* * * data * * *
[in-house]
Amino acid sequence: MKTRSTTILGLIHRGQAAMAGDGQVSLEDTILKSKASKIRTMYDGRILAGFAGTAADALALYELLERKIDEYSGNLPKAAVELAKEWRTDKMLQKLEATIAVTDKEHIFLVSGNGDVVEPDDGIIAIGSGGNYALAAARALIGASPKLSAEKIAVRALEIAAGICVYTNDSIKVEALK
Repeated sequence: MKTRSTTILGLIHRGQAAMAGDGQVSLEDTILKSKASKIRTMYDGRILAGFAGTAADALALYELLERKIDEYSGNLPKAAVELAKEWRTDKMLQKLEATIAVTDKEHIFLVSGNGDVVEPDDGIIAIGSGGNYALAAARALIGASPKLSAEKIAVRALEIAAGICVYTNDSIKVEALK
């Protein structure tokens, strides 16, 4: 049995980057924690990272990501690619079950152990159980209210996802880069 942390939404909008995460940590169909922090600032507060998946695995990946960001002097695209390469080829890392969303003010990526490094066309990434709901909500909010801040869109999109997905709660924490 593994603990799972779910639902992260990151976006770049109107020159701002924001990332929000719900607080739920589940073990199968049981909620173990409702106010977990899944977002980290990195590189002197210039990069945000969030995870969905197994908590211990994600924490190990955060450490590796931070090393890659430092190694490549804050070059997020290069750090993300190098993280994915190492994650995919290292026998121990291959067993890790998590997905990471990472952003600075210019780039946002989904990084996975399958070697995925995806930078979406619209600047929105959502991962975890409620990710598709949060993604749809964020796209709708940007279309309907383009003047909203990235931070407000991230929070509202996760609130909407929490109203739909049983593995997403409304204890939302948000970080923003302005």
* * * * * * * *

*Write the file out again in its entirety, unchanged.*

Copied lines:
[in-house]
Amino acid sequence: MKTRSTTILGLIHRGQAAMAGDGQVSLEDTILKSKASKIRTMYDGRILAGFAGTAADALALYELLERKIDEYSGNLPKAAVELAKEWRTDKMLQKLEATIAVTDKEHIFLVSGNGDVVEPDDGIIAIGSGGNYALAAARALIGASPKLSAEKIAVRALEIAAGICVYTNDSIKVEALK
Repeated sequence: MKTRSTTILGLIHRGQAAMAGDGQVSLEDTILKSKASKIRTMYDGRILAGFAGTAADALALYELLERKIDEYSGNLPKAAVELAKEWRTDKMLQKLEATIAVTDKEHIFLVSGNGDVVEPDDGIIAIGSGGNYALAAARALIGASPKLSAEKIAVRALEIAAGICVYTNDSIKVEALK
């Protein structure tokens, strides 16, 4: 049995980057924690990272990501690619079950152990159980209210996802880069 942390939404909008995460940590169909922090600032507060998946695995990946960001002097695209390469080829890392969303003010990526490094066309990434709901909500909010801040869109999109997905709660924490 593994603990799972779910639902992260990151976006770049109107020159701002924001990332929000719900607080739920589940073990199968049981909620173990409702106010977990899944977002980290990195590189002197210039990069945000969030995870969905197994908590211990994600924490190990955060450490590796931070090393890659430092190694490549804050070059997020290069750090993300190098993280994915190492994650995919290292026998121990291959067993890790998590997905990471990472952003600075210019780039946002989904990084996975399958070697995925995806930078979406619209600047929105959502991962975890409620990710598709949060993604749809964020796209709708940007279309309907383009003047909203990235931070407000991230929070509202996760609130909407929490109203739909049983593995997403409304204890939302948000970080923003302005």